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Yowie

New expedition to find Tasmanian Tiger

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Hi all

I saw this interview on the Australian Today Show this morning. Australian investigator Murray McAllister has planned another expedition in October to investigate some areas in Tasmania where there are some promising sightings of the Thylacine. He claims around 20 personal sightings of the animal since his investigations began in 1998.

The interview can be found on the following link

http://today.ninemsn...videoindex.aspx

For those not familiar with modern sightings here in Australia, sightings have not been limited to just Tasmania with claims from Victoria, New South Wales, and right up to the rainforests of North Queensland. Fossil evidence shows the Thylacine did once populate the mainland and there are even Aboriginal cave paintings in the Northern Territory that depict the animal.

Thylacine_rock_art.jpg

It was believed that Aboriginal hunting pressure and competition with the Dingo caused its presumed mainland extinction around 3500 years ago. There is some opposition to this theory as the Thylacine (Tasmanian population) was larger than the Dingo and assumed to have not suffered in competition with the dog. Interestingly though, fossil evidence of mainland specimens show a much smaller animal with some Thylacine females measuring approximately the same size as a fox.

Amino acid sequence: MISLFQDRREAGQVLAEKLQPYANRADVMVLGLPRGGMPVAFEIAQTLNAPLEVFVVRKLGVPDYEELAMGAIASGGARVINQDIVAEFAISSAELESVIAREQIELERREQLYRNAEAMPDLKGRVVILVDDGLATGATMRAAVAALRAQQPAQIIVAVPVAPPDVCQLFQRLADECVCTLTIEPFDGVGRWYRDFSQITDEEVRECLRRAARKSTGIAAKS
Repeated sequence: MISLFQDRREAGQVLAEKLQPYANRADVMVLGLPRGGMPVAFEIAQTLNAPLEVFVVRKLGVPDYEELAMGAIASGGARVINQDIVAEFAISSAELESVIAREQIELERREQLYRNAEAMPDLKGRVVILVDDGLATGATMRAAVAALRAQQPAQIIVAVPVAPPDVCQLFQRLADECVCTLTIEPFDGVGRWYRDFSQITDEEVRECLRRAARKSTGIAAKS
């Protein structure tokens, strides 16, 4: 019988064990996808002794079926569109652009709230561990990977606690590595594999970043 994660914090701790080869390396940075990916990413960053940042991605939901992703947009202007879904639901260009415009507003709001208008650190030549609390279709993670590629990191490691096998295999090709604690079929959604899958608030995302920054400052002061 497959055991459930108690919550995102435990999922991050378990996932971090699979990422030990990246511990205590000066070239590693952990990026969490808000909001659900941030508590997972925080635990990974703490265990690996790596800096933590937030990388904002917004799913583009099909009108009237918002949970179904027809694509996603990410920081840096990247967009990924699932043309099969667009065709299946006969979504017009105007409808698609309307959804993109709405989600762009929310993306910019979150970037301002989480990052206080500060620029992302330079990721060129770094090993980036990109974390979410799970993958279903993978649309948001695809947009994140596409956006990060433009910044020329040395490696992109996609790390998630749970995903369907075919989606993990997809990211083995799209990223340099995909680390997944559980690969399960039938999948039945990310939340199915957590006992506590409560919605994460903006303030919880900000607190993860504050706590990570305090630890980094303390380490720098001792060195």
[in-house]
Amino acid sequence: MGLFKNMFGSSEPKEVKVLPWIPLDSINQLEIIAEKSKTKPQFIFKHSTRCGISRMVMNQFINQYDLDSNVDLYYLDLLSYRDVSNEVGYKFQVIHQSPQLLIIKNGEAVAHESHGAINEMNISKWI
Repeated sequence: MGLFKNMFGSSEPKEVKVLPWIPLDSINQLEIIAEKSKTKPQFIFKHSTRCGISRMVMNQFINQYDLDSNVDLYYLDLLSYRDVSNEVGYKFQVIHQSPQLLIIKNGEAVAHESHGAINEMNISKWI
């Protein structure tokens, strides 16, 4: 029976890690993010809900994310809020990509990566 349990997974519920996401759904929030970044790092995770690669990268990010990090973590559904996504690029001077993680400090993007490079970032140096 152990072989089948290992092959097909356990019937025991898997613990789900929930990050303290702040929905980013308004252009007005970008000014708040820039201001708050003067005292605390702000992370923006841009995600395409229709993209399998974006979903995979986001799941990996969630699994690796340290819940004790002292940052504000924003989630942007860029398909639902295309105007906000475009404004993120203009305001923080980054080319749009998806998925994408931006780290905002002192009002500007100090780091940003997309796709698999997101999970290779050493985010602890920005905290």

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yay :) i hope they can find it, breed it, and make the population grow. its sad how their extinct :(

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I thought they were just going to clone the Tazi Tiger and get some that way.

I do hope that the expidition finds something. I've read of encounters on the mainland that sound very tigerish.

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I thought they were just going to clone the Tazi Tiger and get some that way.